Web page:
Where has the need to decarbonise shipping come from?

20 May 2021

Why is everyone talking about greener shipping

Where has the need to decarbonise shipping come from?

CO2 emissions, Carbon Footprints, Global Warming are not new phrases; they have been part of our vocabulary for some time. But now, more than ever, this topic is dominating headlines and influencing consumer and business activity, thanks to changes in social attitudes, shifts in government policy and global economic forums. So as the topic of cleaner shipping and ESG rises up board room agendas, we take the opportunity to provide a summary of the when, who and how across this transformational topic, and how it impacts shipping.

International shipping emits 2-3 percent of global GHG emissions, transporting close to 90% of global trade by volume. To curb the emissions from shipping, The International Maritime Organisation (IMO) have policies and ambitions for greenhouse gas emissions to peak as soon as possible, and to reduce shipping’s total annual GHG emissions by at least 50% by 2050 (compared to 2008 levels). To meet this directive, there are a number of initiatives, both voluntary and regulatory that have been set up to start shifting behaviours.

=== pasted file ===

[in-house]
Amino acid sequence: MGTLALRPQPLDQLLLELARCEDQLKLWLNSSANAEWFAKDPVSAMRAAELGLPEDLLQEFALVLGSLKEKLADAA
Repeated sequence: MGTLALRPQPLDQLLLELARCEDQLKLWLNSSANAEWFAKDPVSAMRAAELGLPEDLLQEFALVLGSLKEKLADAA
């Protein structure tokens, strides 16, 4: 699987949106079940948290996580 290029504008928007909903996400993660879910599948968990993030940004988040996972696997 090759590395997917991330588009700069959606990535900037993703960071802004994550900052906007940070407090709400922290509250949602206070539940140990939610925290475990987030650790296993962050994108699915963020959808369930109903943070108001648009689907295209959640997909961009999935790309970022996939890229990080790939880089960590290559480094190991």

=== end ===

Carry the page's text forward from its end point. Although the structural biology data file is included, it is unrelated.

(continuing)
Voluntary decarbonisation

Several initiatives have been set up to help accelerate and ensure commitment to the GHG reduction targets. Becoming a signatory of any of these initiatives is completely voluntary. For businesses that have taken this step, there are plenty of benefits:

  • It demonstrates your business’s commitment to the environmental agenda.
  • It evidences that you are actively looking to decarbonise.
  • It reassures customers, investors and other stakeholders of your desire to be proactive over and above the enforced regulation.
  • It provides the opportunity to get ahead of the approaching regulation and settle into new working routines, rather than having to implement enforced changes at the point where options are running out.
  • As a business, you can be part of shaping the solutions that will have global impact.

Sea Cargo Charter (Responsible chartering)

In their own words, The Sea Cargo Charter, or SCC, provides a global framework for aligning chartering activities with responsible environmental behaviour to promote international shipping’s decarbonisation. You can read more about it here. As a signatory, it commits you to assessing and disclosing the climate alignment of ship chartering activities and sets a benchmark for what it means to be a responsible charterer in the maritime sector. Importantly, it also provides actionable guidance on how to achieve them.

Signatories thus far include the likes of Norden, Trafigura, Cargil, ADM, Anglo-America, Bunge, Equinor and Louis Dreyfus amongst others.

Poseidon Principles (Responsible investment lending)